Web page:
> > What I want to do is fill in those 16 small red squares (pixels) with an appropriate intensity value based on the small circles contained inside of it. As you can tell in some cases 1 small red square (pixel) has multiple small circles inside. This is where the sub-pixel accuracy I was referring to comes in. I would like to be able to fill in those 16 small red squares based on some sort of average that takes into account how much of each small circle is in that pixel and the intensity value of that small circle.
> >
> > The second image I refer to shows those 16 small red squares (pixels) filled in with an intensity value but it is not based on any sub-pixel accuracy and seeing how much of each small circle is contained within the small red square. It is instead just a brute force round of the x,y coordinates of a small circle nearby and then filling in that small red square the small circles intensity value.
> >
> > This is just a simple example, in fact I am working with many more pixels and small circles.
>
>
> This isn't sub-pixel accuracy in the way it is typically though of (or at all). Typically the pixel is your resolution with sub-pixel accuracy being the variation between intensities. Since you have a lot of information beneath the this level, the "pixel" or red block is not your resolution and your resolution is actually much smaller.
> Take a look at BLKPROC to find a mean value inside those blocks.

Okay thanks. BLKPROC looks like it could be useful although it requires a function as input.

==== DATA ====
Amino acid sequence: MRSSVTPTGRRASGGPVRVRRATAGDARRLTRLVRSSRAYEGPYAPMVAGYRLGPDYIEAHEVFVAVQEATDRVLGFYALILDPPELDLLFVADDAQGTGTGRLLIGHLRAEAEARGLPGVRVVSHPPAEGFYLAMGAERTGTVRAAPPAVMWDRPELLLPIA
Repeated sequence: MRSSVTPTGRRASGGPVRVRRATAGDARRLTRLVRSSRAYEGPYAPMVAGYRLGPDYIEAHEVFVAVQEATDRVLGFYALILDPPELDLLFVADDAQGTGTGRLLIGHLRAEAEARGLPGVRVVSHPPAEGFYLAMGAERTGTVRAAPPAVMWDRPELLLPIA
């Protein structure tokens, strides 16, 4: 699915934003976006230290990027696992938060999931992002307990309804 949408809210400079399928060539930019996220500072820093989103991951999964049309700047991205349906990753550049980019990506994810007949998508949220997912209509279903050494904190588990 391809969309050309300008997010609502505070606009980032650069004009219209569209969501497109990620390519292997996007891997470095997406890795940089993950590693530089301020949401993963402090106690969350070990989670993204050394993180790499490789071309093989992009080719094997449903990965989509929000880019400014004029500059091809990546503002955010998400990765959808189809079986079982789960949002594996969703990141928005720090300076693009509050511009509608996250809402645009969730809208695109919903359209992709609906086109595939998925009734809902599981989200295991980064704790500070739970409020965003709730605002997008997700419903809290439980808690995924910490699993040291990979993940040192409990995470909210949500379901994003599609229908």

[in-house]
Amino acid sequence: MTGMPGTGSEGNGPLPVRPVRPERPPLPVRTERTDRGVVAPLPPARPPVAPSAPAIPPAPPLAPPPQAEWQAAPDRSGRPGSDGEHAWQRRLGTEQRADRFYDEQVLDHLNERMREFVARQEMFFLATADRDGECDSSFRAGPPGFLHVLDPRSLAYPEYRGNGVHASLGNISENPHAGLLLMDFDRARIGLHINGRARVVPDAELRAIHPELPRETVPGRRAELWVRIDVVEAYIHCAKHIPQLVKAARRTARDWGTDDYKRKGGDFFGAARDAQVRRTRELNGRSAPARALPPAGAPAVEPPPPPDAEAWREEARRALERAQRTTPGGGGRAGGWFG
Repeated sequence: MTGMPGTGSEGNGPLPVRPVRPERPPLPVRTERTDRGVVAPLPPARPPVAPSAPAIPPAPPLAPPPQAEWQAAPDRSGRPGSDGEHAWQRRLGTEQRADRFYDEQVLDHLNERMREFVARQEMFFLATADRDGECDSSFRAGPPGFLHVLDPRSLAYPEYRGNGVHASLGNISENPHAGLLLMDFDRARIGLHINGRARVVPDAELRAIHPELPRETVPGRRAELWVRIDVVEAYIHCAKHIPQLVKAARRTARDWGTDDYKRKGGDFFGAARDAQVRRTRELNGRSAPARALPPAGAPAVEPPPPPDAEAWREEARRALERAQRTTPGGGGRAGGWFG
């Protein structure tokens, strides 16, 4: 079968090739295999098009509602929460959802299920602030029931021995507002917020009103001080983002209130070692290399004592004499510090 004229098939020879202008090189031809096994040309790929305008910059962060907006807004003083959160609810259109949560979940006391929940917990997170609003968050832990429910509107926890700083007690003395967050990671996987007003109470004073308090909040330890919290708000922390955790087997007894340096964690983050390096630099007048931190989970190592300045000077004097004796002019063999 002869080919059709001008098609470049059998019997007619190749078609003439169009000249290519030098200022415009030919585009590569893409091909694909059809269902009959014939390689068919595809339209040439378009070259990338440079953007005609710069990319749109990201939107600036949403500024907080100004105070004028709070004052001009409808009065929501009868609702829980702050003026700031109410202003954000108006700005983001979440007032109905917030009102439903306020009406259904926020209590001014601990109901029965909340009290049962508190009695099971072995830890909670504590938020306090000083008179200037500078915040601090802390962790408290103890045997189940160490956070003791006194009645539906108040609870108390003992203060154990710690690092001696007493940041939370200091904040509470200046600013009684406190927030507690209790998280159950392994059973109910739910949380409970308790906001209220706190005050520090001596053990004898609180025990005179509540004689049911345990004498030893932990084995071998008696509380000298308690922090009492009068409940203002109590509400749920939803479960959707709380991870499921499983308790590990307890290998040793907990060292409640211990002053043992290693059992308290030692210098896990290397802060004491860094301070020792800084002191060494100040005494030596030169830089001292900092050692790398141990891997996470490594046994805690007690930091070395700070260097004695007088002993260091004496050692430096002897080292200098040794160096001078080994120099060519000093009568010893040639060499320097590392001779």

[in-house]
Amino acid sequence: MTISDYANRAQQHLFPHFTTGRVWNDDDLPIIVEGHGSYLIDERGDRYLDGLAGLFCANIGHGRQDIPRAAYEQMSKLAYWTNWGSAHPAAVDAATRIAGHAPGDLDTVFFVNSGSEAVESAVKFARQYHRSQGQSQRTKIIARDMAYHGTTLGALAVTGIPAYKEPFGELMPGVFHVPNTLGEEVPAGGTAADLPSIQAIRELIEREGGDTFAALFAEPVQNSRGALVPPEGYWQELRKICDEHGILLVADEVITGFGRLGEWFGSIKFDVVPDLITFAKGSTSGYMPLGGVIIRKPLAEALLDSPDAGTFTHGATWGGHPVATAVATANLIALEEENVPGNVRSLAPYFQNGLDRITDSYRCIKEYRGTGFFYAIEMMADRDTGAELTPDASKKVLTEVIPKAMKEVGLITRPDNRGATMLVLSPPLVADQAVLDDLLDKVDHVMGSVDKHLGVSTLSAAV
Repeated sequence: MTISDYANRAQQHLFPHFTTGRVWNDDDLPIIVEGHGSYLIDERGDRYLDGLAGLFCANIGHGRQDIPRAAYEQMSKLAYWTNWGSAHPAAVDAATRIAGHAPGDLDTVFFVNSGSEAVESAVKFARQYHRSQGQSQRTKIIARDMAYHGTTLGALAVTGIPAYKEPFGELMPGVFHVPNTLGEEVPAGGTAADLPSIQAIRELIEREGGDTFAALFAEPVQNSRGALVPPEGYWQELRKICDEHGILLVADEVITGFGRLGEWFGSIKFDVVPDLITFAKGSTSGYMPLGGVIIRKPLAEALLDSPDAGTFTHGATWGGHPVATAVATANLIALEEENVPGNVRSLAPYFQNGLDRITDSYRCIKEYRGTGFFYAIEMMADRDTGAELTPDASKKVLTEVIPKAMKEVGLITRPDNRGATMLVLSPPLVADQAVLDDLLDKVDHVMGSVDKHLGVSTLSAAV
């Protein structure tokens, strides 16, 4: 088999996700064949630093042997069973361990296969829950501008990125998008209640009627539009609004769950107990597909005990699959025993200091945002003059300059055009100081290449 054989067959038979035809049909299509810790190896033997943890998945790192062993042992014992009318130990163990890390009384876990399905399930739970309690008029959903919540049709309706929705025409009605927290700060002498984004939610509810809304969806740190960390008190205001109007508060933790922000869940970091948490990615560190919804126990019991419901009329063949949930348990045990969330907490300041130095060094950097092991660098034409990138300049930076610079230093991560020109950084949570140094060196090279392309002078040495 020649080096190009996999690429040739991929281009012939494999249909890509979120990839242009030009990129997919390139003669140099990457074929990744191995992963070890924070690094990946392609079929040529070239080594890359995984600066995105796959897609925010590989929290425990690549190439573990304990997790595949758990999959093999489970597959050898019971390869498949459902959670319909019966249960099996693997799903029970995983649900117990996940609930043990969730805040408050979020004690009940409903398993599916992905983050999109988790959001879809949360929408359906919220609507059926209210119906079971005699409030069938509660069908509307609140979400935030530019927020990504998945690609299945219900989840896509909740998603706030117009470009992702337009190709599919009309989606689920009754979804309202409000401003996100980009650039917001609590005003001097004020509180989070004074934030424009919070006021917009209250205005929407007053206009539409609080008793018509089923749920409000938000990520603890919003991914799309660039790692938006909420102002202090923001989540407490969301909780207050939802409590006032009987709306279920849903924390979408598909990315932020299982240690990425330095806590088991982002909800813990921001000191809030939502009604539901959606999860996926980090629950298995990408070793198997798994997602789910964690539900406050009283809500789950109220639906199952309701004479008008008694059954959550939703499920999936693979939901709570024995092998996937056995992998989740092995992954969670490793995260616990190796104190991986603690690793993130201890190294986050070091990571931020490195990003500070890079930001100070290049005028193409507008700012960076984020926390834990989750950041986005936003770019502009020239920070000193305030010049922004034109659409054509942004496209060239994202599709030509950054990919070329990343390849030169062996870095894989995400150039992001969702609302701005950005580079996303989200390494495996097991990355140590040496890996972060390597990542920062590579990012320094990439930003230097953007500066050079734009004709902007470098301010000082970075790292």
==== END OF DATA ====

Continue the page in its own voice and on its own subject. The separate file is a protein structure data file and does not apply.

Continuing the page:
I am not entirely sure how to code that function however. I have the center coordinates of each small circle and also know each small circles radius (which is the same).

Hence when a red line intersects a circle this would correspond to a circular segement of which there is a good discussion at http://mathworld.wolfram.com/CircularSegment.html

However in my case the circular segment can be cut in half. So does anyone have any insights into how to calculate the area for the circular segments in my case perhaps just demonstrating with one of the pixels (red square) as an example.

Subject: Sub Pixel Accuracy From Non Integer Values

From: ImageAnalyst

Date: 20 Dec, 2010 20:00:07

Message: 7 of 7

Not without doing a bunch or trigonometry, which (assuming you've
passed the 10th grade) you can do yourself. But I don't blame you for
looking around first - I'd do the same thing. But I assume you've
done that so it looks like you might be deriving it yourself. Unless
one of the mathematicians in this group decides to take it on as a
brain teaser, but I wouldn't wait around depending on that to happen.
Good luck. That's if you want to do it analytically.

If you want to do it numerically it might be easier. Just make up and
image, plop down your discs and grid lines, label and call
regionprops. But of course you'll have quantization error determined
by the resolution you've chosen for your image.